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29/11/2010 // INFO 4 Comments

Seville’s transformation



The Spanish city of Seville is an example if any proof is needed that if you build a cycle infrastructure, people will get on their bikes and cycle.

From a very basic starting point in 2006, the city has built a full cycle track system that has seen the number of cyclists rise from 6,000 to 600,000 in four years. Seville’s local metropolitan authority estimates that that 6.6% of all journeys in the city are now made by bikes.

Under The Steering Plan for Bicycles (2007-2010), Seville has constructed 120 kilometres of segregated cycle tracks, up from the no cycle tracks at all.

A public bicycle hire system has also been created in that time. Called Sevici, and based on Paris’ bike hire system, there are over 2,500 bicycles available which can be collected from 250 points over the city.

The rapid transformation of Seville to a city with a now ingrained cycle culture must become the point of reference to show that if investment is made than cities can become cycle friendly. So if Seville can do it, everybody can do it.

Seville will host the annual international cycling planning conference Velo City organised by the European Cyclists Federation next year in March. More information on the conference can be found here.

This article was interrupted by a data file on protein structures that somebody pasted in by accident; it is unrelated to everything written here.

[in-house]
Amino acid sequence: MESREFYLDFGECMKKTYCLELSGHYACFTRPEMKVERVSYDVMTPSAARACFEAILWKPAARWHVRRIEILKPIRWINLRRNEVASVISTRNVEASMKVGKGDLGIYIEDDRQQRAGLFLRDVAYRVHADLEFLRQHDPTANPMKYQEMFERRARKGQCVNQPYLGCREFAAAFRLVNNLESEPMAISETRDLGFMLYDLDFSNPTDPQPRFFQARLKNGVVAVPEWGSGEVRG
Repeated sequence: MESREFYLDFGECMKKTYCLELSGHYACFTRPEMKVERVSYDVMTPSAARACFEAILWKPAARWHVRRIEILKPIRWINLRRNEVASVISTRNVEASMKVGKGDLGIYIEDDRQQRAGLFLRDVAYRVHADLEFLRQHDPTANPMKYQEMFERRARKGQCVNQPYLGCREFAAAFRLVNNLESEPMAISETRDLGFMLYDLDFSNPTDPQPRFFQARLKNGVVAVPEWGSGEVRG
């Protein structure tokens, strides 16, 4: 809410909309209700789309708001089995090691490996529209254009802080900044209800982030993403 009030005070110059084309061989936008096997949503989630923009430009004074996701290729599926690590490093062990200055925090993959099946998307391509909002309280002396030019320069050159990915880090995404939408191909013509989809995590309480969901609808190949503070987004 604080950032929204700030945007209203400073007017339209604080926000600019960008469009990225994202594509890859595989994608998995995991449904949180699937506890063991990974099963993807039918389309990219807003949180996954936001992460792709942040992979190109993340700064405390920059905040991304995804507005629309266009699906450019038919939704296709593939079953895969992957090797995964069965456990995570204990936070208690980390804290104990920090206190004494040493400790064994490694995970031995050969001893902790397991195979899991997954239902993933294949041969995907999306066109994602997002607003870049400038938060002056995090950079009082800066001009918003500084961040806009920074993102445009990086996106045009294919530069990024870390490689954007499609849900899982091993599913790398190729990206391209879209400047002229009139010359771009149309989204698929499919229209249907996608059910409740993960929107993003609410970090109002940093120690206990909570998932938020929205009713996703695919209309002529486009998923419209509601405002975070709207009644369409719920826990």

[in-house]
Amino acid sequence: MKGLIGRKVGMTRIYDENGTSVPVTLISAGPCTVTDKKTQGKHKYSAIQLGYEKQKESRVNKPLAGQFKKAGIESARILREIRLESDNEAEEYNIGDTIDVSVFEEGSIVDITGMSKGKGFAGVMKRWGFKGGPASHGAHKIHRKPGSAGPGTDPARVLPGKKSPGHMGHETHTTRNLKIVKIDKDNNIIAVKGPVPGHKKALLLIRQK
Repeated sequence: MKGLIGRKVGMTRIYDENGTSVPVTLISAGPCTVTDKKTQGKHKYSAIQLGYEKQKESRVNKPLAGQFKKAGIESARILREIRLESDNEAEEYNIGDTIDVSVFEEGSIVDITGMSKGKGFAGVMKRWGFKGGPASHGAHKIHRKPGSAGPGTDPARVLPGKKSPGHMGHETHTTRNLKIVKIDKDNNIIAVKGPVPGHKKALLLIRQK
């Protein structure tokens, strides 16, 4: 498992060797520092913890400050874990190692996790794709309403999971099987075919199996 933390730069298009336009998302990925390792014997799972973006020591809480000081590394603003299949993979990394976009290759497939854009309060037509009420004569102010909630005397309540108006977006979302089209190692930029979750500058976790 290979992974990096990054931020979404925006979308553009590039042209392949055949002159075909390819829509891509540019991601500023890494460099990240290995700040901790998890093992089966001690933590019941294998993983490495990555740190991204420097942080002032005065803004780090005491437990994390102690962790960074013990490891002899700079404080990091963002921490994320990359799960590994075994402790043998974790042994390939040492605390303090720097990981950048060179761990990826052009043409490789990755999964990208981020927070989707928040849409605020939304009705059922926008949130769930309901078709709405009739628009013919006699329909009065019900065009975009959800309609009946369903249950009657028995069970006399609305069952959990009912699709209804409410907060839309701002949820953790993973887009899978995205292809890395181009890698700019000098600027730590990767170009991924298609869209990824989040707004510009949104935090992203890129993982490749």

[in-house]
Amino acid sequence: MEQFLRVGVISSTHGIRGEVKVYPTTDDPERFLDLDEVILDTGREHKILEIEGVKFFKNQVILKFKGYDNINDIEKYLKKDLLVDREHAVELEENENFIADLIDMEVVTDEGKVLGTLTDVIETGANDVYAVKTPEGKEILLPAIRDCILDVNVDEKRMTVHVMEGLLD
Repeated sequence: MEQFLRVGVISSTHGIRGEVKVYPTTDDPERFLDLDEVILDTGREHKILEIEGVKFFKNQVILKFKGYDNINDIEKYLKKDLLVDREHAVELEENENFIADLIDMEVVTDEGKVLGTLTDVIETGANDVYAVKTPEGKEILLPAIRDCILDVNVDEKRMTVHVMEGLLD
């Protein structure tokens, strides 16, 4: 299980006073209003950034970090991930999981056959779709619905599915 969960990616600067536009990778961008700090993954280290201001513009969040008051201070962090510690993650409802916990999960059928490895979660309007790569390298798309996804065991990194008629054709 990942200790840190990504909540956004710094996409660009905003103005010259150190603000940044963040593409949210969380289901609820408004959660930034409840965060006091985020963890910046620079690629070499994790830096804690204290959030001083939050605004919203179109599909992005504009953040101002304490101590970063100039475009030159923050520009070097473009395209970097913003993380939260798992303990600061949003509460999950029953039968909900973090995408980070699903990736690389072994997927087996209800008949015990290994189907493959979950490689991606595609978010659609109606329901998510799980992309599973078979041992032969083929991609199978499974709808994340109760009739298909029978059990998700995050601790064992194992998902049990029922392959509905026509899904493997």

4 comments [leave one]
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  • Mooska August 4, 2011 at 2:33 pm

    Thanks for this! I live in Seville and it’s good to have the success of the scheme confirmed by statistics. Most people I know use the bikes all the time, and there are sufficient stations that one rarely has to go too far to find a drop-off space even at popular events. They are terrible old boneshakers, of course, but even that is good as their low speed reassures nervous visitors, along with the excellent cycle lanes.
    Talking of the cycle lanes, I was amused to see a letter in the local paper a while back complaining that the city concil needed to plant more trees to shade the lanes on the outskirts of the city! We really are quite pampered here!
    Just one note: the scheme is called ‘Sevici’ rather than ‘Sevivi’ (may have been a typo?) – ‘bici’ means ‘bike’ in Spanish, so with the Spanish pronunciation of ‘b’ and ‘v’ it’s a nice little pun.


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